Star Rating:


Director: Paul King

Actors: Timothee Chalamet, Olivia Colman, Hugh Grant

Release Date: Friday 15th December 2023

Genre(s): Adventure, Comedy, Family

Running time: 116 minutes

Young adventurer Willy Wonka (Timothee Chalamet) arrives in a large city with plans to open his own chocolate shop. There's just one problem - a trio of chocolatiers, Slugworth (Paterson Joseph), Prodnose (Matt Lucas) and Fickelgruber (Matthew Baynton), run the city and shut down competition with the help of the Chief of Police (Keegan-Michael Key). When Wonka finds himself suddenly indebted to Mrs. Scrubbit (Olivia Colman) and his dreams of chocolate melting away, he finds himself joining together with a group of unlikely characters to break free and find his way...

As much as Gene Wilder's iteration of Willy Wonka is the pre-eminent version of the character, it hasn't stopped Johnny Depp and Timothee Chalamet from trying to put their own spin on it. What's clear within a few minutes of 'Wonka' is that Chalamet is less concerned with trying to find his voice in the character, as both the costume and the world surrounding him is doing much of the work for him. Paul King's eye for design and decoration means that 'Wonka' has a texture and a production to it that works wonders for the whimsy of it all.

Yet, as much as the movie is called 'Wonka' and it's Chalamet front and centre throughout the press and promotion, it's the supporting cast that makes it so much more. Olivia Colman goes full panto as the onerous Mrs. Scrubbit, the double-dealing landlady who beggars Wonka on his first day in the city. The chocolate cartel includes fellow 'Peep Show' alum Paterson Joseph, Matt Lucas, and Matthew Baynton who are all equally pantoesque. Rich Fulcher, Jim Carter and Natasha Rothwell make up the inmates of Scrubbit's domestic jail with all the verve and pageantry you'd expect. The real star, however, is Hugh Grant as Lofty the Oompa-Loompa who plays the role with all the gusto and charm you've come to expect from Grant in this part of his career.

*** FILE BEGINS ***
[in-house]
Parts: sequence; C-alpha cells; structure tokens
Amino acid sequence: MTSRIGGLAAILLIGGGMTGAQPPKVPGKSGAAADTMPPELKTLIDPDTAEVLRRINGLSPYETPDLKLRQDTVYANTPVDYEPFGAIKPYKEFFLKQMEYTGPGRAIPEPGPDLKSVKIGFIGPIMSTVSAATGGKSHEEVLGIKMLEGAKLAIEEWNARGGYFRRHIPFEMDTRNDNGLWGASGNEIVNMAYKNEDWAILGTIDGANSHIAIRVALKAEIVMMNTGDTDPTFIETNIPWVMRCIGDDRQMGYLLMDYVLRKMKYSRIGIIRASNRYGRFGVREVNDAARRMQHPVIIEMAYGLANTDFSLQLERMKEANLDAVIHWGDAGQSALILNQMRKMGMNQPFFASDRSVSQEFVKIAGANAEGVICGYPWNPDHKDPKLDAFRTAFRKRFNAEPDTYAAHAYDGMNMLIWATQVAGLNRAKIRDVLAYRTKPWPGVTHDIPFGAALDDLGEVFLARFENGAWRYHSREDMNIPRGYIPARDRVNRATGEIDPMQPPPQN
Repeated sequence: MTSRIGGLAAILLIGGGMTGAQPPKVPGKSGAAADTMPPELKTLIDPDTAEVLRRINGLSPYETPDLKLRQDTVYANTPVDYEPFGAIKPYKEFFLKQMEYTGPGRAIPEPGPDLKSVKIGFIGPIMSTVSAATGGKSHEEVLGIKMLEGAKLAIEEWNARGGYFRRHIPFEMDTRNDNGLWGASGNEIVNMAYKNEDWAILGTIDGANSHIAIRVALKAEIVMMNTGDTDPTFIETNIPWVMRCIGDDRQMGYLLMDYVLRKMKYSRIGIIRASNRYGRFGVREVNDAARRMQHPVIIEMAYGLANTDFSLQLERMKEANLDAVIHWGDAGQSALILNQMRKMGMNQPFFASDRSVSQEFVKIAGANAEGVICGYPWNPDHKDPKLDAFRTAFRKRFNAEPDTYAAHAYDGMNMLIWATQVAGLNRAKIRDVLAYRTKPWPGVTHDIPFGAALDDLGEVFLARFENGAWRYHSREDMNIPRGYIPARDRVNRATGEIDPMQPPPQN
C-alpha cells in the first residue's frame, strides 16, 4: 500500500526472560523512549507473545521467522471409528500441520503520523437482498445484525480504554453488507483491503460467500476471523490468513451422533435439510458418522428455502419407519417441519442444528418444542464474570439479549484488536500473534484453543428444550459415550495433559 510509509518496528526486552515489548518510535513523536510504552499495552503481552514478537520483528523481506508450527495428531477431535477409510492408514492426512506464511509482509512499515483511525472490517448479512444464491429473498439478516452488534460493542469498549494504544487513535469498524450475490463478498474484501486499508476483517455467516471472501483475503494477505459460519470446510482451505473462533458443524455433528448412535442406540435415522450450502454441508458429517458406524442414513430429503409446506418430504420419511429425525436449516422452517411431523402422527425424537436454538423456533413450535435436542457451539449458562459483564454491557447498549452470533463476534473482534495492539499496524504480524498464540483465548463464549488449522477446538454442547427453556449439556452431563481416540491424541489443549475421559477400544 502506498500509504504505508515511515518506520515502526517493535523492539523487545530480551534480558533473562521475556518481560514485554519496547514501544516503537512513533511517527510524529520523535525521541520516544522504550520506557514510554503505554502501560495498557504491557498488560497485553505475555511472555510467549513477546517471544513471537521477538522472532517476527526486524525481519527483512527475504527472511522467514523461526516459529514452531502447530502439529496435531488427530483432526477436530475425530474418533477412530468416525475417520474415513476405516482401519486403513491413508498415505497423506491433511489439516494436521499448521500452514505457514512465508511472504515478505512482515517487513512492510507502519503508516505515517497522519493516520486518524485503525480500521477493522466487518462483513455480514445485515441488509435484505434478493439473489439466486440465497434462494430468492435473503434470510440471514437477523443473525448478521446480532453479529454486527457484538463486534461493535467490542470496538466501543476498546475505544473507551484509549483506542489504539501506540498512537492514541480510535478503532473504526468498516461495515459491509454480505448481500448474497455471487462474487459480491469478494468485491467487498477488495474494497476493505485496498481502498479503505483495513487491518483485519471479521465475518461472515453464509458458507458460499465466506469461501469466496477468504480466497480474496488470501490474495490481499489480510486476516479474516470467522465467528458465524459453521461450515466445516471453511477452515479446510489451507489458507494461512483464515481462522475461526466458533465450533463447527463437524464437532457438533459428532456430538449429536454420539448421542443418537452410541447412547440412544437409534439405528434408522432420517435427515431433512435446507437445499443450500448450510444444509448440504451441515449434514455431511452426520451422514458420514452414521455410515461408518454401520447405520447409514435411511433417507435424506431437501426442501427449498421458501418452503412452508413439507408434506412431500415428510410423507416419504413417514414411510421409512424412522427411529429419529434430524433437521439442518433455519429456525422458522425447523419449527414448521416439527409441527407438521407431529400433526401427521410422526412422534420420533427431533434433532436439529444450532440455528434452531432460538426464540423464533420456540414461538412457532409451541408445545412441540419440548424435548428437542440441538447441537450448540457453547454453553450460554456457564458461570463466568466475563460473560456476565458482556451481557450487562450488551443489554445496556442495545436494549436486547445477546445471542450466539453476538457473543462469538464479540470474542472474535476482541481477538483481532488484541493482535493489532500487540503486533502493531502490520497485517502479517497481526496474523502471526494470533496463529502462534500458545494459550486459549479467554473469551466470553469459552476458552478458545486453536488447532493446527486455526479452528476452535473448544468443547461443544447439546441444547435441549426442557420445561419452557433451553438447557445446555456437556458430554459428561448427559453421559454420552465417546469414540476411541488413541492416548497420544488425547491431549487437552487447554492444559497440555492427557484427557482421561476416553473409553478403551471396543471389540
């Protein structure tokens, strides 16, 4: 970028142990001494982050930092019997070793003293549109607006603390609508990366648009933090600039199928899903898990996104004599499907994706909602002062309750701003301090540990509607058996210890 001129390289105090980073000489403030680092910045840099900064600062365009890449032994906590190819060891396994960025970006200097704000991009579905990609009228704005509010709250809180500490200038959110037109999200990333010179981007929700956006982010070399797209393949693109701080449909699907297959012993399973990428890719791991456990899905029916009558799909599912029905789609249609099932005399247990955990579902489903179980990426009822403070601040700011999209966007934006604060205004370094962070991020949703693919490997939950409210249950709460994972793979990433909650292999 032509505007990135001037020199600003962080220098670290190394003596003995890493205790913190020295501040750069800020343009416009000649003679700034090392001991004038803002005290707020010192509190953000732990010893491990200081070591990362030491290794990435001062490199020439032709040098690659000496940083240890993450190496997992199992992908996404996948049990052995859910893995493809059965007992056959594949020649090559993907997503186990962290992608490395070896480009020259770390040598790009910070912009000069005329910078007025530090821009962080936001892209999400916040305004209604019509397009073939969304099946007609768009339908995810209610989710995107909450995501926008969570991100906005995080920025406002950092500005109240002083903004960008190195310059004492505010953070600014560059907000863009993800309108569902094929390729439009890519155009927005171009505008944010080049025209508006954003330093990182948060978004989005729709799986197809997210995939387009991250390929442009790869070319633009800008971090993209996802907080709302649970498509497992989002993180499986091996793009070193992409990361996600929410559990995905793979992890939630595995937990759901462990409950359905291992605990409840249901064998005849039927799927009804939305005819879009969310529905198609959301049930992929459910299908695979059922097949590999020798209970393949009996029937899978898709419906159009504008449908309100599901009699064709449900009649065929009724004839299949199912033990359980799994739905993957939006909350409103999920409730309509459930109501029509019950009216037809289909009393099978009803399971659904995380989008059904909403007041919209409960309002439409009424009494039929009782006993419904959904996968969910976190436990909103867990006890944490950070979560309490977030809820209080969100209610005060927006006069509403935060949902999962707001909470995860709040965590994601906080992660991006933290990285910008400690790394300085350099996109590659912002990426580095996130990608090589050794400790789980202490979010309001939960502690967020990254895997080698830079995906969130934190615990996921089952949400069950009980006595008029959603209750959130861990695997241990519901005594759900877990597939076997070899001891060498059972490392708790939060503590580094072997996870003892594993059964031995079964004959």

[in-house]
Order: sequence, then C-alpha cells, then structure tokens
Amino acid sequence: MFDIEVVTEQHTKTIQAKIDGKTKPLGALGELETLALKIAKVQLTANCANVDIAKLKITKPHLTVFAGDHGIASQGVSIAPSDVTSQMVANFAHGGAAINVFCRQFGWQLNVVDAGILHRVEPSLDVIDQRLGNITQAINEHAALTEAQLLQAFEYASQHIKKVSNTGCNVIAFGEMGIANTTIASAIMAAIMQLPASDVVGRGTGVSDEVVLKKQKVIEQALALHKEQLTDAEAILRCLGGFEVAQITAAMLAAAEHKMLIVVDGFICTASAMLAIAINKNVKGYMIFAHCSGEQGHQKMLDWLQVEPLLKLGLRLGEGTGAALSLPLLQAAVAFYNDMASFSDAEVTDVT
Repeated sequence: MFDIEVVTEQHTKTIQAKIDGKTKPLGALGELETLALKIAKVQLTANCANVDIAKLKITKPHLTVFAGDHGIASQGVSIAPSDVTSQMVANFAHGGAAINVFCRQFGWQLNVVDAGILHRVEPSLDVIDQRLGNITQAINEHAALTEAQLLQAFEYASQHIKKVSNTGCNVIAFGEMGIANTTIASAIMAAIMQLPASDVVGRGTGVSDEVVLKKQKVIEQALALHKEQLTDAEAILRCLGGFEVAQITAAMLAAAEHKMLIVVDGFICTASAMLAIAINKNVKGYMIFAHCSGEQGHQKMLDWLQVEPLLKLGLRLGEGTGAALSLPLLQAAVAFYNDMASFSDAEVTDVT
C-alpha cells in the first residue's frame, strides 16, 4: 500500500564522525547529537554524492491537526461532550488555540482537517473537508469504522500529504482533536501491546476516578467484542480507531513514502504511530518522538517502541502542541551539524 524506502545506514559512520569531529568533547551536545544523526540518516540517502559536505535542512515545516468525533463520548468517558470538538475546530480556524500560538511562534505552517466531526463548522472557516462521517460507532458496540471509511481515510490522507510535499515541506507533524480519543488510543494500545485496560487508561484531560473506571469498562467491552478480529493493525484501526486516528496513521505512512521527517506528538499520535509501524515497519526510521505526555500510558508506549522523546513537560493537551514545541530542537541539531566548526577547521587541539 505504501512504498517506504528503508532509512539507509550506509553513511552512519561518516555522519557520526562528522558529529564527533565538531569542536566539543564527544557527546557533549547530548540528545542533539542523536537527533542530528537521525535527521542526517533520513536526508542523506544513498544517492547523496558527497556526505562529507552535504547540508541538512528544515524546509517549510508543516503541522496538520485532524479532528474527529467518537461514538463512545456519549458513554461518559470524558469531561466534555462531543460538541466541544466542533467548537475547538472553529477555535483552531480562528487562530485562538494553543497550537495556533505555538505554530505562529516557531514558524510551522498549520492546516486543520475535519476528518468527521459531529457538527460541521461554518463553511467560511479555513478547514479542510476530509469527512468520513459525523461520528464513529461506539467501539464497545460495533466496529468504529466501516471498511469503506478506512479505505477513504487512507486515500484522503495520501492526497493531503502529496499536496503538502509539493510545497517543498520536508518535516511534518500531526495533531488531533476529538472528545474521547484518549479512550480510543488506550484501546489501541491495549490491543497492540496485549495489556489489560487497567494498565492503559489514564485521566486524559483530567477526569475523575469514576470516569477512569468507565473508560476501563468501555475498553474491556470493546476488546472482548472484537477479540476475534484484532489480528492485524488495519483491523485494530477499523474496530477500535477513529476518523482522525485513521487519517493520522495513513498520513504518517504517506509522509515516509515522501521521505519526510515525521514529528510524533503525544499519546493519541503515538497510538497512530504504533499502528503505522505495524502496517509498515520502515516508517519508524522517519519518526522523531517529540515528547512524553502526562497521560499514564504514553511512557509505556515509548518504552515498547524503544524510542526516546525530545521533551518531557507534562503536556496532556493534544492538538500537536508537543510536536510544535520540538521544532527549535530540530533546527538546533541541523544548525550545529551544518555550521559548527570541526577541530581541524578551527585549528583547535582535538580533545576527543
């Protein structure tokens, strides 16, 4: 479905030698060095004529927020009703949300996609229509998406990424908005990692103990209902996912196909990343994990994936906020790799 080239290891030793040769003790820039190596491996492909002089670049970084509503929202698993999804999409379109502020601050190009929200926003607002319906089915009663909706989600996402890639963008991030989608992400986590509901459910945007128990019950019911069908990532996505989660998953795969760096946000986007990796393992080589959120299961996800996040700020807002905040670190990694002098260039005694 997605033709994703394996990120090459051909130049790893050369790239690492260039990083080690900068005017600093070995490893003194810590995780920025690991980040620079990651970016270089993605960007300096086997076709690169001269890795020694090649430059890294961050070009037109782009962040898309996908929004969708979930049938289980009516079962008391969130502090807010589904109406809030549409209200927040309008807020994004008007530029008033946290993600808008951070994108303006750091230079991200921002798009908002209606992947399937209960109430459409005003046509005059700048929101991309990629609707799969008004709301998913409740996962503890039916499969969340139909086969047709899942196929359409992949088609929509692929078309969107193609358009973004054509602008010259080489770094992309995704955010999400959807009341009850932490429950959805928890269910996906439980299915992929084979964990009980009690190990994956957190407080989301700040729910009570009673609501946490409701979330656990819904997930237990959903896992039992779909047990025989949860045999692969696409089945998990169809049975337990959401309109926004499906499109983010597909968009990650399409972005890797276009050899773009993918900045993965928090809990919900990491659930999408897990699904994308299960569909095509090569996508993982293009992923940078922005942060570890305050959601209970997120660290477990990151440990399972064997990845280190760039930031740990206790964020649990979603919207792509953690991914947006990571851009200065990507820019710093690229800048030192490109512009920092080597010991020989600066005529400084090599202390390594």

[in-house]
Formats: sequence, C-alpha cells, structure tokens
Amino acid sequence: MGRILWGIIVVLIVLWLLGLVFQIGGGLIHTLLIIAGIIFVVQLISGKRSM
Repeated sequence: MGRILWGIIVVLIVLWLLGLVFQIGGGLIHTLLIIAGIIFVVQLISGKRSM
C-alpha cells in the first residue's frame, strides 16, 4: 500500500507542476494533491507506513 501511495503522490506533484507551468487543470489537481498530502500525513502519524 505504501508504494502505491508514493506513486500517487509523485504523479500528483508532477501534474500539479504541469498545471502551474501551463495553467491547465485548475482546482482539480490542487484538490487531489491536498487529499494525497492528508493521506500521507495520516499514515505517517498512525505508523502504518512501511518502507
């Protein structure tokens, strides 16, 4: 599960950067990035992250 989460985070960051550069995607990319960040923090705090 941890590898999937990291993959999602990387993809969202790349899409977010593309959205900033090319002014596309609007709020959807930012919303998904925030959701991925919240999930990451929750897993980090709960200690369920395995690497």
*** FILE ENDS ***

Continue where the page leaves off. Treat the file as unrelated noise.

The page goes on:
For much of 'Wonka', you're led on a merry dance between silliness and sentimentality, and very often there's a fear it will spill over into the other. Of course, Paul King's work on 'Paddington' and its sequel means that he's more than capable of balancing these two ideas and keeping the thing moving along at a gentle but snappy pace. Neil Hannon's mixture of baroque pop and jazzy musical moments fits perfectly into Paul King's script, and the whole swirls together to make it an enjoyably agreeable experience.

Is it better than the original? Of course not. Nothing could topple Gene Wilder's performance or the childlike wonder we all felt when seeing the chocolate river for the first time. Yet, for younger audiences who may have never known the glee and the giddiness of all that, 'Wonka' could prove to be a future classic for them. There's enough charm, warmth and goodwill in 'Wonka' to power a steamboat, never mind a chocolate factory.